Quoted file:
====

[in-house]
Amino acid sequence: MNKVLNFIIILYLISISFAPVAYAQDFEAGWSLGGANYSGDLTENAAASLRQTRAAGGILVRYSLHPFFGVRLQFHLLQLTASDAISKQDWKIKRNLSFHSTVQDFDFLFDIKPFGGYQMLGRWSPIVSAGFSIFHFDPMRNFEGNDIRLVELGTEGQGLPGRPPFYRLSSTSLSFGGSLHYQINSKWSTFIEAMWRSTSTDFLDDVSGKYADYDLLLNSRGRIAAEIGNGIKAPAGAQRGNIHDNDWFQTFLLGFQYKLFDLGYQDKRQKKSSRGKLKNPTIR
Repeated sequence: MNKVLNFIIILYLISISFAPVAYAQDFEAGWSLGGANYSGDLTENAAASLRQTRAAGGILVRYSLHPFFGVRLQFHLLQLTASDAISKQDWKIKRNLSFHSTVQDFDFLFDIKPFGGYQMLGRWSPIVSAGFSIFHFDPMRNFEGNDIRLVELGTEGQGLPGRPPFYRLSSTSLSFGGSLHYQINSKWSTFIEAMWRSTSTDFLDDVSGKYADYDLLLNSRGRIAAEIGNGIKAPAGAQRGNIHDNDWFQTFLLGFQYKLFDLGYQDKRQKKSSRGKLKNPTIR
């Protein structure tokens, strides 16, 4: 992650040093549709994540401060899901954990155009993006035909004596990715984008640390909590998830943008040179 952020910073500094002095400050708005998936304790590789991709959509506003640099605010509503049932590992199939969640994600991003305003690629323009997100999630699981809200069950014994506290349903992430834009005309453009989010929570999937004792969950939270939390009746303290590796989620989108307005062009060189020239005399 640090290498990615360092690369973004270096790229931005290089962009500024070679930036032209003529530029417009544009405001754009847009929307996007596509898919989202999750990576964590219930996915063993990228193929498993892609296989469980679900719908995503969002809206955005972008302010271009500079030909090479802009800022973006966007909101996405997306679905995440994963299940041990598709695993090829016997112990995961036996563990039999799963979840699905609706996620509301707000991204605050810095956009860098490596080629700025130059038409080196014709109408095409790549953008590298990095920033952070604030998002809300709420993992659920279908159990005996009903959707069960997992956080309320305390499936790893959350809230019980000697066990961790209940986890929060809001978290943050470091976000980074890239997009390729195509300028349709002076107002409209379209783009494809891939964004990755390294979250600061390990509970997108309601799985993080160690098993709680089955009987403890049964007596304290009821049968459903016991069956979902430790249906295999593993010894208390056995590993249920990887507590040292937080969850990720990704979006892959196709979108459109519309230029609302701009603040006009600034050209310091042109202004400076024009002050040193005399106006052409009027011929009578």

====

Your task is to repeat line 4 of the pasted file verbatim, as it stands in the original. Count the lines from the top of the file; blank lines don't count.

């Protein structure tokens, strides 16, 4: 992650040093549709994540401060899901954990155009993006035909004596990715984008640390909590998830943008040179 952020910073500094002095400050708005998936304790590789991709959509506003640099605010509503049932590992199939969640994600991003305003690629323009997100999630699981809200069950014994506290349903992430834009005309453009989010929570999937004792969950939270939390009746303290590796989620989108307005062009060189020239005399 640090290498990615360092690369973004270096790229931005290089962009500024070679930036032209003529530029417009544009405001754009847009929307996007596509898919989202999750990576964590219930996915063993990228193929498993892609296989469980679900719908995503969002809206955005972008302010271009500079030909090479802009800022973006966007909101996405997306679905995440994963299940041990598709695993090829016997112990995961036996563990039999799963979840699905609706996620509301707000991204605050810095956009860098490596080629700025130059038409080196014709109408095409790549953008590298990095920033952070604030998002809300709420993992659920279908159990005996009903959707069960997992956080309320305390499936790893959350809230019980000697066990961790209940986890929060809001978290943050470091976000980074890239997009390729195509300028349709002076107002409209379209783009494809891939964004990755390294979250600061390990509970997108309601799985993080160690098993709680089955009987403890049964007596304290009821049968459903016991069956979902430790249906295999593993010894208390056995590993249920990887507590040292937080969850990720990704979006892959196709979108459109519309230029609302701009603040006009600034050209310091042109202004400076024009002050040193005399106006052409009027011929009578």